Despite unseasonably rainy weather, hundreds of LGBTI people and their friends and family took part in the Durban Pride Liberation March and Festival on Saturday.
A diverse and enthusiastic crowd gathered in the morning at the Amphitheatre on North Beach under the theme of “Humanity Beyond Identity”.
During the speeches and prayers ahead of the march, the cold and wet audience was repeatedly asked if they were prepared to walk in the rain and determinedly responded in the affirmative.
“We started asking people, ‘It’s raining, are you still wanting to march?'” Nonhlanhla MC Mkhize, from the Durban Pride 2016 Planning Committee, told Mambaonline. “And the response was ‘come rain, come hell, we are marching!’ The people had spoken.
“That moment for me was very important. It showed that [Pride] is not just about having a good time. It was beautiful,” she said.
Mkhize estimated that between four to six thousand people attended Durban Pride throughout the day and evening, around double the numbers of 2015, in spite of the rain.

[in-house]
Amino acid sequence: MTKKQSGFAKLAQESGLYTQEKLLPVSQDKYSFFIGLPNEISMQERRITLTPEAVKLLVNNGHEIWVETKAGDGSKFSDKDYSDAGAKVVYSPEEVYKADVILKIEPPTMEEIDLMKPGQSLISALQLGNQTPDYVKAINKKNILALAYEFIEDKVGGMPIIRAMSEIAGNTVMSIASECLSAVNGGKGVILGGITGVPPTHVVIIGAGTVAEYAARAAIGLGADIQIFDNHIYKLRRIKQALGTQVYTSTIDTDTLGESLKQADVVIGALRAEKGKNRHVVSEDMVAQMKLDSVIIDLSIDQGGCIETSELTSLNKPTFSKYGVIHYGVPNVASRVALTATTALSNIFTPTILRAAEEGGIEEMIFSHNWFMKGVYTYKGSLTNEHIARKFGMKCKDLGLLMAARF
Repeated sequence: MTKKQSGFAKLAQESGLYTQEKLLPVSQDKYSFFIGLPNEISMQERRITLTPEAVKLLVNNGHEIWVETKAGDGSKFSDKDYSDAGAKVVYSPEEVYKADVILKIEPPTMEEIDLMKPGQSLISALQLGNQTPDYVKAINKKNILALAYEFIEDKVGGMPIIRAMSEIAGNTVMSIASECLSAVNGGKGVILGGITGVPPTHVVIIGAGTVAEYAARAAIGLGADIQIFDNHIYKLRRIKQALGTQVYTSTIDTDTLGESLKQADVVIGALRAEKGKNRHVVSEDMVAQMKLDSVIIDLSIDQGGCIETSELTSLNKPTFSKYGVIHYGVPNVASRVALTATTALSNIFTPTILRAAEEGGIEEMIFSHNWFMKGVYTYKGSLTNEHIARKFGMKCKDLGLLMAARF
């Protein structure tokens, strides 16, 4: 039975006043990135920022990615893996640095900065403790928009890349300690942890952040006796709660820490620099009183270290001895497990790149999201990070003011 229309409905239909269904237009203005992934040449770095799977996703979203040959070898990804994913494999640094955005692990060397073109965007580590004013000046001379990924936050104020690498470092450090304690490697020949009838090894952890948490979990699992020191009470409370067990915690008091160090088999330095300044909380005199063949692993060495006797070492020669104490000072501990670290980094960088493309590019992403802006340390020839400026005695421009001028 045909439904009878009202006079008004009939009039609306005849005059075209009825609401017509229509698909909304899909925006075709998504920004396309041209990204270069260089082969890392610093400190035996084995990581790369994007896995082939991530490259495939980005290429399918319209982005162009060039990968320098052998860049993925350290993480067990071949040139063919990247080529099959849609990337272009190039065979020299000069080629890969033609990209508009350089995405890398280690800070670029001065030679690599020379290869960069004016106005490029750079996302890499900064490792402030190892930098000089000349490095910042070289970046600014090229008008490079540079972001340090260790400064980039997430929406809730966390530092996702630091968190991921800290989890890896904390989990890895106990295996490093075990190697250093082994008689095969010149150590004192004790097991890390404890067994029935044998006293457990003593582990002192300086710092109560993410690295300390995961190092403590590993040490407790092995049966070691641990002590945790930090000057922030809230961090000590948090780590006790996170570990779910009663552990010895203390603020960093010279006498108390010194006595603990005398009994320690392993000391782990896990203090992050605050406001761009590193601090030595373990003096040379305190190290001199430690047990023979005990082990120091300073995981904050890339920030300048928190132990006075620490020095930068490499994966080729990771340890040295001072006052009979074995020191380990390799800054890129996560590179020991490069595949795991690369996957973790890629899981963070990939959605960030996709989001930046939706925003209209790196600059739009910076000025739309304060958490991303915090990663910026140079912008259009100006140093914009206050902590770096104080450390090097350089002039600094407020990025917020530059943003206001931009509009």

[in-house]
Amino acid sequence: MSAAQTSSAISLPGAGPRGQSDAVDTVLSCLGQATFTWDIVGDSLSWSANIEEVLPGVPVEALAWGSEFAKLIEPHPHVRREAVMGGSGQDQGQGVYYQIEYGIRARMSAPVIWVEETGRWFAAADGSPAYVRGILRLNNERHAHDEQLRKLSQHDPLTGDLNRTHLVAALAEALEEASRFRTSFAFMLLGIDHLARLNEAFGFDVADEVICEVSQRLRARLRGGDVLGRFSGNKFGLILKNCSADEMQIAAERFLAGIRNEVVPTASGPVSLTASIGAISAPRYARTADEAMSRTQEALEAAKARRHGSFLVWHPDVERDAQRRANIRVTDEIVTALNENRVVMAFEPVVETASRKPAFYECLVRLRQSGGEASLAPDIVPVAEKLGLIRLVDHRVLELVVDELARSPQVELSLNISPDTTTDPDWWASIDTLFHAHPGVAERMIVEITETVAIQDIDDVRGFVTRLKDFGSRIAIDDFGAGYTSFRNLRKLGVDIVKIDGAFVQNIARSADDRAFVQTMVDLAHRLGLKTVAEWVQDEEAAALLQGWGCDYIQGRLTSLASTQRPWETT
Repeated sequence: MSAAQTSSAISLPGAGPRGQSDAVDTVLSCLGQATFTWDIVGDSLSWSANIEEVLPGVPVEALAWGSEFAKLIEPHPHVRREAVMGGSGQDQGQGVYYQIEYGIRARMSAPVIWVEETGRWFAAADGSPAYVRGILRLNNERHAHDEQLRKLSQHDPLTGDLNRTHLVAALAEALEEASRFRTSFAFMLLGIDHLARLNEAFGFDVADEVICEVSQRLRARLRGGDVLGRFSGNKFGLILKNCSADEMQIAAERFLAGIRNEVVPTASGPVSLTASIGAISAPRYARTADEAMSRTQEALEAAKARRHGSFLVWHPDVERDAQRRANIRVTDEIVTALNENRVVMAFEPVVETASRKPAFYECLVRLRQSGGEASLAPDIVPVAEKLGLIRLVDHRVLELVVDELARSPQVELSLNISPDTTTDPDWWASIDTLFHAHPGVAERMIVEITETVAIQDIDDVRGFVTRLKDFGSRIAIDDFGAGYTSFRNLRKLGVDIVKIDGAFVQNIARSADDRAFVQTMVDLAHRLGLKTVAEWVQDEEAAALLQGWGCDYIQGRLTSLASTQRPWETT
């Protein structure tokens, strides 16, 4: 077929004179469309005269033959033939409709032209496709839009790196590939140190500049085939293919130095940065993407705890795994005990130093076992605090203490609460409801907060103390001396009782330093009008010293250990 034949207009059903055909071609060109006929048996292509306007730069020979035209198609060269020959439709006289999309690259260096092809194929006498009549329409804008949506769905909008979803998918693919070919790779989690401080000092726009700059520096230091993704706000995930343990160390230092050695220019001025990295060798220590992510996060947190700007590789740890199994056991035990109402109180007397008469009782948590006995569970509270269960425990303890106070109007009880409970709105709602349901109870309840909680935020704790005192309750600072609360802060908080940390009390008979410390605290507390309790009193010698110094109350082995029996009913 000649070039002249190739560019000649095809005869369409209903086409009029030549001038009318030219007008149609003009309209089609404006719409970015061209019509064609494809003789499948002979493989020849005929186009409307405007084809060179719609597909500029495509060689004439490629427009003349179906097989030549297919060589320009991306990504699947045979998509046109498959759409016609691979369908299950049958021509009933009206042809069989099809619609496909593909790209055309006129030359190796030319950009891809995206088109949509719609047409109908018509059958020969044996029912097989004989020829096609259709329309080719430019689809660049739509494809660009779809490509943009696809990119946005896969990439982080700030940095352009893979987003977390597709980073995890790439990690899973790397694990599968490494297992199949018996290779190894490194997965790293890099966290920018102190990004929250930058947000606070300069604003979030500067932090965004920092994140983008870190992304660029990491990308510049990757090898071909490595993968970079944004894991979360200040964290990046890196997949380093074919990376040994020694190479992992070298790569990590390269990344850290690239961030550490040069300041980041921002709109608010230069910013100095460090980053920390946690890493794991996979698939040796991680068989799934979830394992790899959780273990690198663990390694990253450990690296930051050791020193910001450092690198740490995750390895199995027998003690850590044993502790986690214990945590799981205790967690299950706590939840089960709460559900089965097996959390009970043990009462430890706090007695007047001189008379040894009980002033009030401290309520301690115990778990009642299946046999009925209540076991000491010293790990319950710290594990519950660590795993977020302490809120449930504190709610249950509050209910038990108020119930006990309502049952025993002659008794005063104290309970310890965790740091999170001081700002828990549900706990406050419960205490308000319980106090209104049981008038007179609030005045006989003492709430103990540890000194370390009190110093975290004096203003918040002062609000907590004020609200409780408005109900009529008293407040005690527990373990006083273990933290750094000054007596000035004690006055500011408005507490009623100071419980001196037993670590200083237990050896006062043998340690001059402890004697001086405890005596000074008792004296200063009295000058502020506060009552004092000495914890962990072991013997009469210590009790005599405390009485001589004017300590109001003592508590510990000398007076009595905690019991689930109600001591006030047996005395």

This year’s turnout was bolstered by delegates from around the world who had taken part in the International Aids Conference during the week and extended their stay for Pride.
According to Mkhize, the event saw participants from across Africa as well as those from as far afield as Canada, Lebanon, the UK and the US.
“There was that spirit of inter-continental unity, that, “You know what, we are together,” she said,
After the march, the crowd was treated to performances and other entertainment well into the night before moving on to a variety of after parties around the city.
When asked what challenges in particular are faced by LGBTI people in KwaZulu-Natal, Mkhize, who is also Director of the Durban Lesbian and Gay Community and Health Centre, replied: “When you talk about hate crimes and homophobia and not being accepted… there is the issue of culture, especially for those who are Indian and Zulu.
“So culture and religion continue to be used in the black and Indian communities to cast us aside, which you don’t find as much in Gauteng or the Western Cape,” she explained.
KwaZulu-Natal is known as one of the country’s most culturally conservative regions. Zulu King Goodwill Zwelithini was accused of making anti-gay statements in 2012, including proclaiming that homosexuality is “wrong”, “not acceptable” and “un-Zulu”.
In 2013, the Zulu Royal House reacted to a same-sex traditional-style wedding held in the town of Stanger, a historic location for the Zulu people, by stating that “homosexuality is not holy”.